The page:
On the way to islamofascism

For now, Recip Tayyip Erdoğan has defeated the military coup and successfully overturned a revolution in which the people have saved its Islamist autocrat. It’s not a coincidence that 50 percent of Turks have awarded him victory for 15 years: it is the nationalist-religious soul that has always struggled against Kemal Atatürk’s secular modernization.

Erdoğan continues to convey the idea that things are not yet settled and calls upon the population to keep coming out into Taksim Square while F16’s roar in the sky above. Today, there’s no doubt that the sultan who transposed Turkey into a country where newspapers are shut down, anti-Semitic slogans are chanted, and people are put in jail for dissent (there are currently 2,000 people accused of the crime of having “insulted” him) has been victorious.

A triumph achieved despite the fact that the Kurds have become his enemy number one, economy is on the verge of collapse, parliamentary immunity has been annulled, Hamas continues to be bankrolled, dishonesty and corruption by him and his family, which has been questioned by brave judges have ended badly, and rampant Islamism is nourished under the political wing of the Muslim Brotherhood.

He will consolidate all this: the people want him. Many soldiers are said to have been lynched by the people called by Erdoğan into the square, thousands of arrests have already been made by the police and the President’s special forces, almost three thousand judges have been fired, and flying across the airwaves are bombastic statements that Turkey has returned to democracy due to the heroism of its people against terrorists and “Gulenists.”

For Turkey is carrying out, albeit enhancing, the same fate of these past 15 years, which will be worsened by a definitive clampdown to prevent in the future the surprise that the sultan has recently had to confront. The army, the guardians of secular legality, this time didn’t succeed. Turkey is again on the hunt for prey within the chaos of domestic and international Islamism, in search of its Ottoman imperial past among the “quicksand” of extremism.

Erdoğan, if his victory is consolidated, will tighten, first and foremost, his religious tentacles on society: it is precisely this that enabled him to call upon his people to exit their homes. Mosques will be strengthened, as a tribute to the fact that they immediately started to invite people from their minarets to come to his defense. In neighborhoods, “defenders of the faithful” will be enhanced in order to create continuous surveillance.

Schools will become more and more obsessively tied to religious texts by decreeing the decline of student’s curriculum: the brainwashing that has managed to work among young people and intellectuals, though failing to prevent the generous revolt of 2013, will be intensified by Erdoğan through the closing certain newspapers and will punish among the writers, those scholars who have known over these years thousands of penalties, interrogations and even imprisonment.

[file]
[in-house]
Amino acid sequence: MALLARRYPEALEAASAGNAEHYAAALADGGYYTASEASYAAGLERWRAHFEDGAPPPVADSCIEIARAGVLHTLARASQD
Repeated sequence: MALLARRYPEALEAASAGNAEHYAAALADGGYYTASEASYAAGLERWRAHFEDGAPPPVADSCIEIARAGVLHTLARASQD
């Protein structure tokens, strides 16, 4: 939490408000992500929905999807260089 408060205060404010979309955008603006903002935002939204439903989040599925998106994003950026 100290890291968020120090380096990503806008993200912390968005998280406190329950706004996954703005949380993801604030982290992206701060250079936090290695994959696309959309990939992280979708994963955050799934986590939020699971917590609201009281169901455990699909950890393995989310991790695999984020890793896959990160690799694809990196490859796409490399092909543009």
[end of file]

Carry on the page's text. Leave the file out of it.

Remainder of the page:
Erdoğan had just ousted, on May 24, Prime Minister Ahmet Davotoglu, who had brought his party — the AKP — to victory six months ago. He didn’t do so because the former Prime Minister had acted against him but because he had not demonstrated enough obsequious toward his plan of a constitutional overhaul that would give him more power. The judiciary and the army have been neutralized and the road to dictatorship is open. Davotoglu’s replacement, Binali Yildirim — the Turkish President’s puppet — will do it swiftly.

The entire Western world — according to democratic principles reduced on the pretext of fear as in the days of the Arab Spring — has already congratulated Erdogan for restoring legality. Russia, which was undergoing a process of fragile rapprochement with Turkey, and Israel who had just restored relations with the country, have declared their preference for stability. But who knows if it will be: we will see a lot of death sentences, laws will change in an authoritarian manner, all those who don’t agree will be imprisoned, and terrorist attacks that seek to destroy Turkey’s tourism industry will continue, which will result in economic instability.

Turkey will simultaneously be a NATO member and a friend of ISIS – though theoretically an ally of Western countries in the battle against ISIS – and the former will count on its airbases and military strength while the latter will perceive it as a safe passageway for its foreign fighters. Erdoğan will continue down this road, confident in his extortion, which makes all of Europe bow down in front of him given his role as watchdog in the war with ISIS and the containment of refugees.

It’s a powerful role, which will allow him to maintain relations with many terrorist organizations and to profess his love for Hamas while maintaining an anti-Semitic posture. Yesterday, demonstrations of joy were seen in Gaza. The Kurds, the only real fighters against ISIS, are instead preparing for the worst. Turkey was the only secular Muslim country without strong Sharia ambitions thanks to Kemal Atatürk, the great reformer. And now, what is it?

Translation by Amy K. Rosenthal

This article originally appeared in slightly different form in Italian in Il Giornale ( 17 July, 2016)

About the Author
Fiamma Nirenstein is a journalist, author, former Deputy President of the Committee on Foreign Affairs of the Italian Chamber of Deputies, and member of the Italian delegation at the Council of Europe.